Plans to develop a high-speed rail project linking Kuala Lumpur and Singapore have been scuttled and that’s likely to dent the potential fortunes of some that had stood to benefit from the massive endeavor.
Malaysia said it was scrapping plans to build a 350-kilometer high-speed rail, costing some $17 billion, that would have by 2026 linked Kuala Lumpur, its capital, with neighboring Singapore. Although Malaysian Prime Minister Mahathir Mohamad had pledged to review investment during his campaign earlier in the year, the railway announcement was relatively sudden, coming on the back of the surprising election outcome in Malaysia last month and years of planning by both countries.
Singapore, however, has yet to receive official word on Malaysia’s decision. In a statement on Friday, Singapore’s transport minister said the country continued to incur costs as it awaited word from the Malaysian government.
When completed, the high-speed rail was expected to shorten travel time between the two endpoints of the line — which currently takes more than 4 hours to traverse by car — to only 90 minutes.
Even though construction for the project had not yet substantially begun, its cancellation is likely to have an impact on businesses linked to the project.
Construction and infrastructure players that would have been involved in the railway are among those facing lost revenue opportunities. And given how most of the railway project have been located in Malaysia, companies there stand to lose more than their counterparts in Singapore.
Among the names the stand to lose are Gamuda, a builder, and Malaysian Resources Corporation, an infrastructure and property company, which had been appointed as civil infrastructure project delivery partners for the northern section of the HSR project, as well as YTL, which had been chosen for the southern section of the project.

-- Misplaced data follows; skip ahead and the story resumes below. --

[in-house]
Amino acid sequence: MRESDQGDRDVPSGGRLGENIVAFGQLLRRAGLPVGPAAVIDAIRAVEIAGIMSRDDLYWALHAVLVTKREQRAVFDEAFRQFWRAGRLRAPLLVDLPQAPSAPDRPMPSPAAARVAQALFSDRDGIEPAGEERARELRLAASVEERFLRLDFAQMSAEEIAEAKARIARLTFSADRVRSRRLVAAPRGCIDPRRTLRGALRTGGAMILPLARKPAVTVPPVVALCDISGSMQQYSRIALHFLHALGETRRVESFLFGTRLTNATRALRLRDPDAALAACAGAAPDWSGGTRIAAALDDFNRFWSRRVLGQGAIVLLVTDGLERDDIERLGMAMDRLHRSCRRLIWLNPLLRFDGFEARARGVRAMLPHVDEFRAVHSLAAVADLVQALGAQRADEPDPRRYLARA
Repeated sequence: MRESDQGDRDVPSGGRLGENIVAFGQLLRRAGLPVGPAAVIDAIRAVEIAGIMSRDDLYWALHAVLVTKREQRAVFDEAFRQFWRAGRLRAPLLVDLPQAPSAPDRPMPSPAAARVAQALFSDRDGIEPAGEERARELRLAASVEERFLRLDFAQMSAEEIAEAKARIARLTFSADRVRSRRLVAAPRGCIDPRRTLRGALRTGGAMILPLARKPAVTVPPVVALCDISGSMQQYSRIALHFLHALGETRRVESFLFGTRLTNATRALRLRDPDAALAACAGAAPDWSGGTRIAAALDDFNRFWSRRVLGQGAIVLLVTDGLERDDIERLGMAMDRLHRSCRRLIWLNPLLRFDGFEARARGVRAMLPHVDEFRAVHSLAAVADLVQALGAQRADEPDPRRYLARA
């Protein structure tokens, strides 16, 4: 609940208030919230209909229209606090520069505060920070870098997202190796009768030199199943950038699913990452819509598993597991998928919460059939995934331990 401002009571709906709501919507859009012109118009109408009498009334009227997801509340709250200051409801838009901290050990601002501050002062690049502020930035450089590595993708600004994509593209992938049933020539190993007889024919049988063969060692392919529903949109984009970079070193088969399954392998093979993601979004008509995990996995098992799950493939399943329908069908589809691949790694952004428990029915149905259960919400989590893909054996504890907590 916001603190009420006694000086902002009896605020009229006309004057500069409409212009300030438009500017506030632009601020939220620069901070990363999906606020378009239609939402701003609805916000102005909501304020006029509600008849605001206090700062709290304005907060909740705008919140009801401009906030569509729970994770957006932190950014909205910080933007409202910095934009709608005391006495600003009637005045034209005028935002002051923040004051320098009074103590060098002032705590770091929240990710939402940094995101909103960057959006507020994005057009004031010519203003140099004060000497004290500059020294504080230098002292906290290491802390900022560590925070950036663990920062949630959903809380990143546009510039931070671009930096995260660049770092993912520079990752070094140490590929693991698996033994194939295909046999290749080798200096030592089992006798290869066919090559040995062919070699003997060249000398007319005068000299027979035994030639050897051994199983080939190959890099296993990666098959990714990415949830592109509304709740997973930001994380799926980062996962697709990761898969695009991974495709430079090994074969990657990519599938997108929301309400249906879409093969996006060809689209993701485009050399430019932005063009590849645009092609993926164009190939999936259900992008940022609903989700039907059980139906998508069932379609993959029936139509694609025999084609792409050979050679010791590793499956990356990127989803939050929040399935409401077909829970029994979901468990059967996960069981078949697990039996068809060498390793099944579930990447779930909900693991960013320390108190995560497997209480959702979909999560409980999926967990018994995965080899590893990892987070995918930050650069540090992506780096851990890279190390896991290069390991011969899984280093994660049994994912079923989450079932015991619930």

The companies said in filings to the Malaysian stock exchange last week that they had received notice of the cancellation and that all negotiations were suspended. The three firms did not immediately respond to an emailed request for comment.
Major rail companies that had jockeyed to build, operate and finance the railway may also come away disappointed.
“The Chinese and Japanese consortiums were deemed to be the frontrunners,” said Corrine Png, chief executive of Crucial Perspectives, referring to groups led by China Railway Corporation and Japan’s JR East that had been linked to the project.
JR East and China Railway did not immediately reply to a request for comment.
Malaysia’s decision to cancel the project should at least prove to be good news for airlines working the Kuala Lumpur-Singapore route.
“Investors have been discounting that [certain airlines would] lose a lot of traffic to rail when this happens because for the short-haul flights, the economics make sense for passengers to to switch to rail,” Png told CNBC’s “Squawk Box” after the Malaysian government announced its decision.
Among the names expected to benefit are Jetstar Asia, which counts 10 percent of its traffic from the Kuala Lumpur-Singapore route, as well as AirAsia Group and Singapore Airlines, which see the route contributing to roughly 4 percent of traffic, Png said.
The latter two airlines are also the two largest carriers that cover the route.